World Refugee Day
The past few months have been some of the most trying times our world has faced. This pandemic caused a huge loss of life and normality, with families torn apart, jobs lost and lives unsettled.
Vulnerable and marginalised people in our society who were already facing tough hardships felt the full brunt of the pandemic which has escalated the severity of their cause. They are cramped into sites where social distancing isn’t an option. Where clean water and sanitation aren't an everyday item but a one-off luxury if that. Yet the sense of community and solidarity never fails. To highlight #WorldRefugeeDay we’re shining a light on voices from the Moria Camp on the Greek Island of Lesbos.
The Global Goals continues efforts to ensure clean water and sanitation for all, fight injustice and put a stop to inequalities.
Bethany, humanitarian volunteer
Moria is often dubbed the “worst refugee camp in Europe.” This year the camp’s population swelled past 20,000 - far exceeding its official capacity of 2,500. Not one basic need is met, from the taps that dribble water for a few hours a day to the medical facilities designed only to treat the most basic of ailments.
Passing through its barbed-wire topped gates, the intensity of such a densely populated space is overwhelming. Its sprawling network of tents, containers and make-shift structures merge into one another as every sliver of space is taken over to squeeze in more people.
Colourful clothes hang from wires overhead, while the air around rumbles with the sounds of hundreds of speakers and booming conversations. Neighbours drink tea as they watch their children play on the dusty paths. And the smell of “bulani” a delicious Afghan bread, wafts from a clay oven made from scratch by women chatting nearby. Moria is full of life and people trying to make something out of nothing.
Nazanin, resident of Moria
‘When it comes to the name of Moria, immediately all the thoughts go through the terrible available situations inside the camp such as overcrowding problems, horrible sanitation, lack of basic needs like water, electricity fuel and...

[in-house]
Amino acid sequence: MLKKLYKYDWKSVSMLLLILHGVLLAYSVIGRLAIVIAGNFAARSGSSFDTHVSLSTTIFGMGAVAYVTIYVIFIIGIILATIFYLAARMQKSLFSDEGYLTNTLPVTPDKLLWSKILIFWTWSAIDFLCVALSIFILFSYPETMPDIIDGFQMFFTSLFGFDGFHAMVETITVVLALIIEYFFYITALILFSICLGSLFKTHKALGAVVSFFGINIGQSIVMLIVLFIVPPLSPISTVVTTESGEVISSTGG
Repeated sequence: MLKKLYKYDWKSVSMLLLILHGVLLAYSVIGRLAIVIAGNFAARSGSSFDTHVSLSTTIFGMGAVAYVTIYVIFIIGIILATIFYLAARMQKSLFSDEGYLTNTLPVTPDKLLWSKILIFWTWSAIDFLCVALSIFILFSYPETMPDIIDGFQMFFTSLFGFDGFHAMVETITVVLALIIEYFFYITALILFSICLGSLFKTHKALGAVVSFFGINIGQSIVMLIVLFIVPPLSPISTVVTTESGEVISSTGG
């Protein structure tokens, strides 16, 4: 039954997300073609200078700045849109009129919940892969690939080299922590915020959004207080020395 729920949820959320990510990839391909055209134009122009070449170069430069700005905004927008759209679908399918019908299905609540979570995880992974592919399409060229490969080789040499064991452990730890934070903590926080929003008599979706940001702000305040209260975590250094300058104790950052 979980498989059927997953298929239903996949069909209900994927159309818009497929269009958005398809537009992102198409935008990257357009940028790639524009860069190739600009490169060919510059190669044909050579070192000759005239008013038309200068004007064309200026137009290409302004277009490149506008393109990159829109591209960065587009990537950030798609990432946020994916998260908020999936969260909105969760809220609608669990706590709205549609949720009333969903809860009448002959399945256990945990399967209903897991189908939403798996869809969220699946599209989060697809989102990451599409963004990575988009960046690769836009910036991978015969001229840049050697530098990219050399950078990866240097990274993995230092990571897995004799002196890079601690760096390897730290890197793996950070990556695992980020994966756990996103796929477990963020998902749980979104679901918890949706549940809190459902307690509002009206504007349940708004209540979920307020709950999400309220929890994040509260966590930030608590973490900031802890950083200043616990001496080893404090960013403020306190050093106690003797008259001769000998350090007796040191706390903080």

Definitely these can be the most important and problematic issues that are visible at a glance but if we pay attention deeply there are more hidden and unsaid things, let's think about the mother who crossed the dangerous borders to make her child's future but lost her in the fire, nothing left but burnt bones.
The father who lost his innocent boy during the crazy fights and no one asked why? How?
Or Someone who came here to find peace and safety but is living in a more dangerous, unsafe and stressful place even more than the land he has come from.
Mustafa Nadri, Filmmaker ReFOCUS Media Labs
But from what I've seen in Moria it changed my idea and the way of my thinking about Europe and EU I was thinking that Europe is the land of freedom and I've seen the opposite of it by now. They're right to tell their followers in Europe that we're illegal immigrants, but we're the result of their own political decisions which led my country towards civil war and poverty. No one would leave their home unless their home isn't safe. Unless their rights as humans aren't valuable anymore, why aren't ours?
We came to Europe to seek shelter, but they keep us in these camps. We're all getting to a point where the words "human rights" are just a bad joke, and not available for the poor and the powerless.
Follow the UN Refugee Agency to see how you can support
Photo credits: Ahmad Rezai & Mohammad Ali
Thanks to: ReFocus Media Labs